Ottawa should link additional petroleum flows going south on Keystone to a tough cap on future extraction rates.
The expansion of the Keystone XL pipeline has become a lightning rod for the battle between long-term climate concerns and shorter-term economic benefit. Opponents say Canada’s tarsands are one of many world’s most carbon-intensive and environmentally destructive sources of oil. Proponents argue they’re a politically stable source of oil in a world fraught with risk. Both are correct. A compromise on Keystone is crucial if Canada is to become a responsible energy superpower within the complex 21st century world of carbon constraints.
I suggest the Canadian government take the lead by linking additional flows going south on Keystone to a tough cap on future extraction rates and priority access in all Canadian pipelines based on the carbon content of the oil. This compromise reflects facts on the ground and aspirations for change. Like all good compromises, everyone loses and everyone wins.
Climate hawks like me recoil in horror at yet another long-term high-carbon infrastructure project, built within the very teeth of an increasingly angry climate. For us, Keystone reaffirms industry’s capacity and willingness to burn enough fossil fuels to tip an already unsteady climate into a very unfriendly state. The question behind the Keystone protests is easy: if we can’t stop now, when? But let’s be honest. We’re not shutting down what’s already developed anytime soon, irrespective of how urgent the climate crisis. That oil will get to market, by pipeline, truck or rail. A pipeline increases profit, not production.
But the oilpatch has not yet spoken openly about the hard limits on extraction that climate change demands. They, too, must be honest: we cannot burn all the economically recoverable resources we wish. In response to the International Energy Agency, greater than 80 per cent of the world’s proven reserves of hydrocarbons have to be left in the ground if we are to have even a slim hope of limiting warming to 2C. Oil companies the world over face the identical problem. Canada has an opportunity to take the lead in that discussion. Our energy sector can easily accept development constraints and still profit. Indeed, a shortage of skilled labour already limits development.
But everyone also wins. The oilpatch gets another pipeline, and better profits. Companies compete to lower the carbon content of their fuel so as to gain access to those pipelines. And by agreeing to limit production, Canada gets a stronger card to play in what will be intense international negotiations on carbon constraints.
Nobody who’s looked into Canada’s carbon kitchen thinks we’ve got a snowball’s chance in July of meeting our existing obligations to reduce emissions. But with a renewed commitment to real carbon constraints — not just “emissions intensitygobbledygook — we regain the credibility to negotiate an agreement that’s in our long-term interests.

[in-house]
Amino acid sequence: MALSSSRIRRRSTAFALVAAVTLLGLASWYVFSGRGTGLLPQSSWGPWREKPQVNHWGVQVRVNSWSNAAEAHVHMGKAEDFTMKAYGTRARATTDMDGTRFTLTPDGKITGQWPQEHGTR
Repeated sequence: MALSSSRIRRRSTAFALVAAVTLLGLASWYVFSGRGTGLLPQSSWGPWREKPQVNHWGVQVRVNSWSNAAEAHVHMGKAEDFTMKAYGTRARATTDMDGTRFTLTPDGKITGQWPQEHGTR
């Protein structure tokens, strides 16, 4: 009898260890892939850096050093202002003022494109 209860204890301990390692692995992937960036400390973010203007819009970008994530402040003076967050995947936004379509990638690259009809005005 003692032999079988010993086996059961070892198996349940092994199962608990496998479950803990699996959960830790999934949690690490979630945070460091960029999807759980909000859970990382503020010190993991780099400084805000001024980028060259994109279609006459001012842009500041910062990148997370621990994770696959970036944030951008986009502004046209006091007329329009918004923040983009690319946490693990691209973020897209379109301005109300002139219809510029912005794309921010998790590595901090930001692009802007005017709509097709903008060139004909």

Even our burgeoning biofuels sector benefits. Since the carbon content of fuel defines your place in the pipeline queue, biofuels will always have priority. There’s little need for biofuel pipeline access now, so it’s no threat to the oilpatch. But as the biofuel industry matures it’s going to need infrastructure to grow into.
There are three sorts of biofuels. Additives like ethanol and biodiesel, as well as drop-in fuels like green diesel, have markets now. They’re mixed in the final fuel near the point of sale. They don’t need a pipeline, and couldn’t be mixed with heavy oil anyway. But next-generation mixed hydrocarbon biofuels — like that produced by Kior — require refining. With priority pipeline access they don’t need to boost extra capital for refining. The Keystone compromise means all pipelines become transitional infrastructure. They serve short-term energy needs, but enable a low-carbon future.
Keystone expansion also takes pressure off the Northern Gateway, which is off-the-charts when it comes to threatening pristine wilderness and aggravating native sensibilities. Environmentalists ought to be happy about that.
The tarsands are considered one of Canada’s most divisive subjects. Whether environmentalists prefer it or not, current development is not going to be shut down. But the oil sector’s social licence to expand operations is under legitimate threat.
Right now the world sees an aggressive Harper government battling environmental groups, a growing portion of the public, and angry native Canadians. They see a Canada that can’t have an adult conversation about climate change and carbon constraints. A compromise on Keystone offers us a chance to demonstrate we are able to still do what we’ve always done best: brings opposing sides together.